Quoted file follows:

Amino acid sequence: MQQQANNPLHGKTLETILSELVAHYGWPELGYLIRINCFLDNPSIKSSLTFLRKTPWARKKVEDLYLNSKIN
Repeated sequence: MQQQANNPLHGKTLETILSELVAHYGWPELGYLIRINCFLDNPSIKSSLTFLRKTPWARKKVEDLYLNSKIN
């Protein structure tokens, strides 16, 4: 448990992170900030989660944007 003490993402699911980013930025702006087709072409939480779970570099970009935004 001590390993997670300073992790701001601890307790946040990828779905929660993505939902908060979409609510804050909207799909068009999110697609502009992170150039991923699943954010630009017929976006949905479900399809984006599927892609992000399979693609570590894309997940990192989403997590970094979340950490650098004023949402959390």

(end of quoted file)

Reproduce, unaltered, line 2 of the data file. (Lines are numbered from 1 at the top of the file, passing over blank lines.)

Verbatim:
Repeated sequence: MQQQANNPLHGKTLETILSELVAHYGWPELGYLIRINCFLDNPSIKSSLTFLRKTPWARKKVEDLYLNSKIN